Standing proud and tall, towering over their surroundings, trees have long held a fascination for nature watchers, and can be traced back centuries.
Tony Hall, author of Great Trees Of Britain And Ireland, tells Alice Hinds the Honest Truth about forests.
When did you first become interested in trees?
I have had a lifelong interest, from as early as I can remember. Once I was old enough to travel without my parents, it would be in the woods and forests that you would find me exploring with my friends. I left school at 16 and took a job as an apprentice tree surgeon, and I have been working with and around trees all my working life – more than 40 years.
Is it true some of our tree species have been growing in the UK since the Ice Age?
Yew trees are the oldest living trees in the UK, with the Fortingall Yew in Perthshire arguably the oldest. But many of our native tree species, for example alder, ash, birch, hawthorn, hazel, juniper, lime, maple, Scots pine and others have been growing here since the last Ice Age more than 10,000 years ago.
What is the most common species of tree in the UK?
It is probably the oak (Quercus robur). Native to the UK, they are also among our oldest trees with some more than 1,000 years old.
What makes the Caledonian Forest so special?
What remains of the once vast Caledonian Forest is dominated by the Scots pine Pinus sylvestris. Those growing in the forest today are descendants from the trees that would have grown there in the last Ice Age. This forest is home to many ancient pines known as “Grannie Pines” and to some of our rarest flora and fauna, some of which is found nowhere else in the UK. Capercaillie and Scottish wild cats are two of the better-known inhabitants, but there are many more.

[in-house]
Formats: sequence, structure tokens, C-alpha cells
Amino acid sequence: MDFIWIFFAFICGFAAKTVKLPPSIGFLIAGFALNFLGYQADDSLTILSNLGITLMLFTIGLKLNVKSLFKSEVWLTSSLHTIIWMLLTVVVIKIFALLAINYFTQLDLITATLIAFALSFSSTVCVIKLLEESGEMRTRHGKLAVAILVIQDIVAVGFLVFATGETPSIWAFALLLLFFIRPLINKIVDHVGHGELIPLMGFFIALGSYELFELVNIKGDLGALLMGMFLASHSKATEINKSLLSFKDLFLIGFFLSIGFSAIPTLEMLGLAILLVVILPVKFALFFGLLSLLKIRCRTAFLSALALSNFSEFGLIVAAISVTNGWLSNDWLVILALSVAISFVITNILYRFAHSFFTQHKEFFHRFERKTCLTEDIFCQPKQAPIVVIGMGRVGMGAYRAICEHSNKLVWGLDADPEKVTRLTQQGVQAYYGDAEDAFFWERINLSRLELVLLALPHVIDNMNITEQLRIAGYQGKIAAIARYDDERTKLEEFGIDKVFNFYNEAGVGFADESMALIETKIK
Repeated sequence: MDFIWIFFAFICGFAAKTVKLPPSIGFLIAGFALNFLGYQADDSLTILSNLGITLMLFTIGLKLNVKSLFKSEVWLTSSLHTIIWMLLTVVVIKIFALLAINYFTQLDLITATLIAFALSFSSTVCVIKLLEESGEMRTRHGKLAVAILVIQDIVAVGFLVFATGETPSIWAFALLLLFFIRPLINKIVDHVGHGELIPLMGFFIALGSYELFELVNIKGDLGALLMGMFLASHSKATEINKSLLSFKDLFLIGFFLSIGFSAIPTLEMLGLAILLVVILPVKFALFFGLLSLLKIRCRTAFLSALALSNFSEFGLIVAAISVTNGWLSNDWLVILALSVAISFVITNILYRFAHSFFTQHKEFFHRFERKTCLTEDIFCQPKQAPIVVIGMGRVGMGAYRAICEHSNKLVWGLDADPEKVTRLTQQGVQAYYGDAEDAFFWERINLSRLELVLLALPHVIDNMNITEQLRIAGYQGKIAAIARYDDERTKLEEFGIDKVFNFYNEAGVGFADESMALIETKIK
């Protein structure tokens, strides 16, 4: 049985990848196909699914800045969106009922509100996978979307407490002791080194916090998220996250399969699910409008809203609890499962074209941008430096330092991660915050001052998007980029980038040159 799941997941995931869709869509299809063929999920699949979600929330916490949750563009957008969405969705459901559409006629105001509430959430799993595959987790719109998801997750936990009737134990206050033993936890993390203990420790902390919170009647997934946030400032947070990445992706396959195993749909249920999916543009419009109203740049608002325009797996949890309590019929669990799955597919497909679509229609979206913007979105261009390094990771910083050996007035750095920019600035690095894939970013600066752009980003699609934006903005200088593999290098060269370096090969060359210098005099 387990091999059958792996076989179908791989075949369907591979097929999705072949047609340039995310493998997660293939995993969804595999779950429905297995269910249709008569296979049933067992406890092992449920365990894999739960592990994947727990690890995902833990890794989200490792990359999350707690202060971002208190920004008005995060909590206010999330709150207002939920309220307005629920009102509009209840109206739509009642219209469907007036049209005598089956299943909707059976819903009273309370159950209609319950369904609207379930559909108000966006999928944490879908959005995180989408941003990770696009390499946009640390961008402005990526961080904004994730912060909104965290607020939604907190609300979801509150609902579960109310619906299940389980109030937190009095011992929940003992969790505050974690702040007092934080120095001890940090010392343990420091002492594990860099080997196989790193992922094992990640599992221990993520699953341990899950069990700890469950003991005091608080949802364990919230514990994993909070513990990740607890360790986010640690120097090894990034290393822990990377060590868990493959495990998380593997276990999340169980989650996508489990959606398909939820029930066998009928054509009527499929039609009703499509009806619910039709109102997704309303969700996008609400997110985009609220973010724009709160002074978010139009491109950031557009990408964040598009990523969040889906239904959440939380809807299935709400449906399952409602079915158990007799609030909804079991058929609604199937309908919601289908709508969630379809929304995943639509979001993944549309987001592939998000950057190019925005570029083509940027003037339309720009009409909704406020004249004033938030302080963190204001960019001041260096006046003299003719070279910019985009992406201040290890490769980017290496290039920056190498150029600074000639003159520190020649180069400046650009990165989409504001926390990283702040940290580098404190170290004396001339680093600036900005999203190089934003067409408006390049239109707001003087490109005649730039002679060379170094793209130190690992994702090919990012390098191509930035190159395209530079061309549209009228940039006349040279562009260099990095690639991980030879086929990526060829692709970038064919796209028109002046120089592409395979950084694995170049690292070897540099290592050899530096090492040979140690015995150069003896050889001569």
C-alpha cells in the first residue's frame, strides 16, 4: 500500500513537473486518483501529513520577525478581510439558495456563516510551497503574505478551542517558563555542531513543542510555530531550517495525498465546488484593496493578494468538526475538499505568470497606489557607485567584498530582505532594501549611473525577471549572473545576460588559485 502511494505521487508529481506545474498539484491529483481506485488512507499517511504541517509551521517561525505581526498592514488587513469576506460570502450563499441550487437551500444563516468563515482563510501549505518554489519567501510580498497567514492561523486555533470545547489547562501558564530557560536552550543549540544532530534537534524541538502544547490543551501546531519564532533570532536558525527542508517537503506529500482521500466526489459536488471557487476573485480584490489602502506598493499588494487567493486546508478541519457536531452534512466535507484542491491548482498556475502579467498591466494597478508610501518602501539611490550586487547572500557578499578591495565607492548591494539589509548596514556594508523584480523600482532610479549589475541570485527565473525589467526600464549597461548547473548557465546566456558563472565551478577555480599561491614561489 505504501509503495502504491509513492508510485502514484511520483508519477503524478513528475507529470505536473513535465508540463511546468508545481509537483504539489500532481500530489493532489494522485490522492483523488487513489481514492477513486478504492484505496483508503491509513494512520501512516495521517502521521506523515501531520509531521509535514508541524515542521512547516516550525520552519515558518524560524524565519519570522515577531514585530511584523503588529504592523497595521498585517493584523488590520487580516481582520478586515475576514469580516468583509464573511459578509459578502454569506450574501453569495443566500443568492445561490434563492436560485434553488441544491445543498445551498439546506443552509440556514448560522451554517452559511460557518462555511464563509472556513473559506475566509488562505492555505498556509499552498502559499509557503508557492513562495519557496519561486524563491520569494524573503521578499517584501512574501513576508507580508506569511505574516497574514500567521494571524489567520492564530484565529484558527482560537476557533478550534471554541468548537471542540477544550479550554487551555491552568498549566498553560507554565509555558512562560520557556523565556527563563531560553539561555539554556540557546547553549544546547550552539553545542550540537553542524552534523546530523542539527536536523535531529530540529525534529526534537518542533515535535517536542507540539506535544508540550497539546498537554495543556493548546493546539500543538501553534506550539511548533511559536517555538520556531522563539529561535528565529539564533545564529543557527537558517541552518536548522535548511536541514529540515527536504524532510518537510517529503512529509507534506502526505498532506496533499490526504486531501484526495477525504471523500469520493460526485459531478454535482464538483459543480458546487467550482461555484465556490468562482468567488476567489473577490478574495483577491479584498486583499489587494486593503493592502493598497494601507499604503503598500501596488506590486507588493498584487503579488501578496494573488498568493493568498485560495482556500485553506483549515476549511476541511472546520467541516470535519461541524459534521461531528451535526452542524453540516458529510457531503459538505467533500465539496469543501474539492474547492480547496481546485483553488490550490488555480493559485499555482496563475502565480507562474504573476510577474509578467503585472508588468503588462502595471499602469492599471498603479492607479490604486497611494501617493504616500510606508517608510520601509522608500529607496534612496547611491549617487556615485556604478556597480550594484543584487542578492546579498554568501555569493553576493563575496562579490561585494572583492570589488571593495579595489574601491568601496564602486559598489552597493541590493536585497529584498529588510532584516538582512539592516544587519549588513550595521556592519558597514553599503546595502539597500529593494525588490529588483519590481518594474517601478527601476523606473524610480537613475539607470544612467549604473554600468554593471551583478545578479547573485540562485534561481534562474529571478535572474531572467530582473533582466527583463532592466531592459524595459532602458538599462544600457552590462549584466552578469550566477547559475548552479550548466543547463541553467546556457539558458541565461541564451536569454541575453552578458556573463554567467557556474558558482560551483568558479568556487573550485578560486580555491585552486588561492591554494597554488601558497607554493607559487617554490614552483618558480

Why are our ancient woodlands disappearing?
It is thought we have lost as much as 50% of our ancient woodland since the 1930s, some of which has disappeared partly due to the lack of knowledge as to how special these habitats are – they have been cleared to make way for homes, rail, and roads. Ancient woodland takes hundreds of years to establish and is an irreplaceable habitat. Much of our ancient woodland now has some protection as special areas of conservation, or sites of scientific interest.0
The Ardkinglas Silver Fir is the largest conifer in the UK, perhaps Europe. What do we know about its history?
There is little known about this magnificent tree. Its unusual shape is most likely due to damage in its early life, and it is thought to have been planted in the mid-18th Century. Its first recorded measurements were taken in 1905 when its girth was 21ft. It now measures over 32ft.
How did the Araucaria tree first come to the UK?
The monkey puzzle tree, Araucaria araucana, was first “collected” and brought to the UK in 1795 by the botanist Archibald Menzies. Menzies had been invited to a banquet hosted by the Governor of Chile during a voyage on Captain Cook’s ship HMS Discovery, which was circumnavigating the world.
Araucaria seeds were served up as part of the meal, and Menzies secretly popped a few in his pocket, which he grew on the ship and then brought the plants back to the UK. Two of these were planted in the Royal Botanic Gardens in Kew.
How can we tell the age of a tree without cutting it down?
You need to be able to count the rings in the trunk as they produce a new ring each year. Ageing some ancient trees accurately is impossible because much of the centre has often rotted away but you can roughly estimate a tree by its girth. On average, a tree’s girth will increase by 2.5cm a year, with measurements taken 1m from the ground. The measurement is then divided by 2.5, so a tree with a girth of 1m will be roughly 40 years old. Different trees will, though, grow at different rates. So, it will always be a rough estimate.
What is your favourite tree, if you had to pick one?
It would be an oak. They are such majestic trees and support more life than any other native tree (more than 2,000 different species), many of which are only found associated with oak. They have also been one of our major timber trees for millennia.
Great Trees Of Britain And Ireland, Kew Publishing, £25
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